Meigs Falls, Tennessee

I’ve visited Great Smoky Mountains National Park a few years ago starting from Asheville, and this time approached the park from Knoxville. I didn’t have much time, and decided to check out just a few smaller falls that didn’t require much hiking. Meigs Falls is the main waterfall that shows up on searches for easy-t0-access waterfalls in the park, but I was surprised to find out (maybe not extremely surprised) to find out that there are a number of other smaller waterfalls nearby. (Entering in, it was easy to catch a view of Whiteoak Flats Branch Falls.)

Meigs Falls is really only viewed from a distance, though it’s not a terrible distance. If you know where to look, it’s as easy as pulling over to the designated parking area, getting out, and taking pictures! It’s a nice waterfall, though it isn’t as intimate as some other falls. In mid-February, the falls were definitely flowing. And it was a balmy 60 degrees, so it was enjoyable to just explore the park.

Directions:

  1. I took US-321 from Knoxville into the park. Once you’re on the Lamar Alexander Parkway, it’s pretty difficult to miss the entrance. There are signs everywhere!
  2. After entering the park, about a mile or so in, you’ll have a choice to take a right toward Cades Cove (which will lead to a number of waterfalls, including Abrams Falls) or a left toward the other park entrance and Gaitlinburg.
  3. Take a left, and drive about 5 miles along the beautiful winding, curvy road, and you will notice a pulloff to your right. If you look out, you’ll see Meigs Falls.

Accessibility: 10/10 (easy)
Height: 30′
Length of Hike: roadside

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Meigs Falls in February 2016

Where in the World is Meigs Falls?

Place of a Thousand Drips, Tennessee

Just outside of Gaitlinburg, Tennessee, you can easily enter Great Smoky Mountain National Park and take a drive along the one-way Roaring Fork Motor Nature Trail. It’s a fascinating drive, and there are a number of waterfalls that can be accessed from the motor trail. Some of them require medium length hikes to view the falls, and on the day I was there, there was moderately consistent thunder, so I decided against those hikes.

There are a few waterfalls that can be easily viewed from the trail, though. One of them is unnamed, and is discussed here. The other, better advertised waterfall, is the Place of a Thousand Drips, which happens to be an amazingly cool name for a waterfall. I would assume it gets its name from the way it seems to split into many different drops, recombine, split again, and so on. It’s a rather fascinating view.

Directions:

  1. Head into Gaitlinburg along US-441/TN-71. (You should notice signs for the Motor Trail, but if you don’t….)
  2. If headed north into Gaitlinburg, you would turn right onto Historic Nature Trail/Cherokee Orchard Road, and essentially continue southeast along the road. The road turns into the Motor Trail inside of the park.
  3. Look for this falls on your left. It’s pretty clearly marked.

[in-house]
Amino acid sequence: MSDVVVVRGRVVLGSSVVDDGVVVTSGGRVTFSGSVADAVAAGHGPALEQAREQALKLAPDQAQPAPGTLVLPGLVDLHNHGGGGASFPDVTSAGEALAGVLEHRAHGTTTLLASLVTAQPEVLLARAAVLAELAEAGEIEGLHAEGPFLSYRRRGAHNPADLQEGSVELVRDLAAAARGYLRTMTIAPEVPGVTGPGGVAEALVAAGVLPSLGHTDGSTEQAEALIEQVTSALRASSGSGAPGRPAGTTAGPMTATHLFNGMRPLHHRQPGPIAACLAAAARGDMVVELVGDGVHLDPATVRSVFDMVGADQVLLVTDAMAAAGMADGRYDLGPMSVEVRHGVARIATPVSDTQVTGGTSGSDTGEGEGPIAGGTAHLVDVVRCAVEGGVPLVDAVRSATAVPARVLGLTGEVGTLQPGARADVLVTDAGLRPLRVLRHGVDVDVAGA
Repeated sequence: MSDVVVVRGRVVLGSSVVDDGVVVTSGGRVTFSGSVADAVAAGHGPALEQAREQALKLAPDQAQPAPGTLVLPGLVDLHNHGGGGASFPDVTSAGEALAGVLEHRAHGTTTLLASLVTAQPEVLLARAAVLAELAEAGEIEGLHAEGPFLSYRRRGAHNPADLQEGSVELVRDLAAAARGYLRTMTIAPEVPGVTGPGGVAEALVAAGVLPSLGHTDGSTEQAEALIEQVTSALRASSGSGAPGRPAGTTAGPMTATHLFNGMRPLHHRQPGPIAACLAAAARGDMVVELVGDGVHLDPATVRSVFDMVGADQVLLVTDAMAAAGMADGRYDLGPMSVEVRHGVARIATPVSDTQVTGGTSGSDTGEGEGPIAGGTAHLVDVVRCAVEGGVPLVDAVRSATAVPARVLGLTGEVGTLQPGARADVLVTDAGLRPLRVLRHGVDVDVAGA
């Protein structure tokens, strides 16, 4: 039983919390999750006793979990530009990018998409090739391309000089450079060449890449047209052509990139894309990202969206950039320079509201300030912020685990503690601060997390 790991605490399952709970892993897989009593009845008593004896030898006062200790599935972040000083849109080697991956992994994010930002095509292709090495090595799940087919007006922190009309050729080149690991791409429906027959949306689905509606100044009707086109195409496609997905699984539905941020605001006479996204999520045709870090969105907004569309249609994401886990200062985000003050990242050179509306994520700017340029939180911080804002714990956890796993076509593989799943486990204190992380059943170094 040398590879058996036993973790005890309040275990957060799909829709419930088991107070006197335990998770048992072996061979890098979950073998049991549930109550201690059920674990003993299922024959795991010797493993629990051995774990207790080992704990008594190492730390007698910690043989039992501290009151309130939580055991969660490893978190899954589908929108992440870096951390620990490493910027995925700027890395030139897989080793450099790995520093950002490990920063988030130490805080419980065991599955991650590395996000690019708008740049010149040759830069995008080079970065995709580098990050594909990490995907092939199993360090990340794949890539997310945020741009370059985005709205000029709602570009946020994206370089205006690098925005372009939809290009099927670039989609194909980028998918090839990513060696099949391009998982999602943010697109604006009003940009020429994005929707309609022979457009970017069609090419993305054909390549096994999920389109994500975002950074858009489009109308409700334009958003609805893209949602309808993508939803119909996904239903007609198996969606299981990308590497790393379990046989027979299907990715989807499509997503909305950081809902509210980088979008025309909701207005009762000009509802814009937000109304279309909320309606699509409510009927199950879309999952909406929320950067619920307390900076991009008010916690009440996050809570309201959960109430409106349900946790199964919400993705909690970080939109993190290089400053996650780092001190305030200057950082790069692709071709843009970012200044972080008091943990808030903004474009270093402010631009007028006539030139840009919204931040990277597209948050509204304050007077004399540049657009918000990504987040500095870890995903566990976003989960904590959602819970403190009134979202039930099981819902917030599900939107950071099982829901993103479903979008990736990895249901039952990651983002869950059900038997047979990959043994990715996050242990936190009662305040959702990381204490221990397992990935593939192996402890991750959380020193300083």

Accessibility: 10/10 (easy)
Height: 30′
Length of Hike: roadside

The Place of a Thousand Drips in April 2013

Where in the World is the Place of a Thousand Drips?

Waterfall on the Roaring Fork Motor Nature Trail, Tennessee

A waterfall along the Roaring Fork Motor Nature Trail (April 2013)

Great Smoky Mountain National Park is a great place to find waterfalls, and in the short time I visited, I wasn’t able to see very many of them. (It gives me a good reason to go back!) If you take the Roaring Fork Motor Nature Trail, which is very close to Gaitlinburg (a surprisingly commercialized town), you will have the chance to visit a number of waterfalls such as Grotto and Rainbow Falls. Just plan more time!

On the day I visited, I had stopped to see Mingo Falls and Laurel Falls. The hike to Mingo Falls was shorter, Laurel Falls somewhat longer. I then stopped went into Gaitlinburg and ended up taking way more time than planned to find dinner! So once I got to the Roaring Fork Motor Nature Trail, I didn’t have a huge amount of time left to hike to some of the falls, which clock in at 5+ miles round trip. There was also some thunder around, and my brain does not particularly like thunder. So let’s just say I stuck to the main road.

You can only go one way on the Roaring Fork Motor Nature Trail, and I was paying attention for the Place of a Thousand Drips. Before I got to my planned destination, I noticed this other waterfall to my left. Luckily, the road wasn’t busy at that time (in late April), and I had the chance to stop and photograph the falls. I didn’t stay for a long time, just enough to capture the falls. I’d say it’s about 30′ tall or so (?), and I don’t know if it’s named. If you have the chance, though, take the time to enjoy this unexpected waterfall!

Directions:

  1. Head into Gaitlinburg along US-441/TN-71. (You should notice signs for the Motor Trail, but if you don’t….)
  2. If headed north into Gaitlinburg, you would turn right onto Historic Nature Trail/Cherokee Orchard Road, and essentially continue southeast along the road. The road turns into the Motor Trail inside of the park.
  3. Look for this falls on your left. If you reach the Place of a Thousand Drips, you’ve passed it, and you have to circle around again if you want to see it.

Accessibility: 10/10 (easy)
Height: 30′
Length of Hike: roadside

Where in the World is the Waterfall on the Roaring Fork Motor Nature Trail?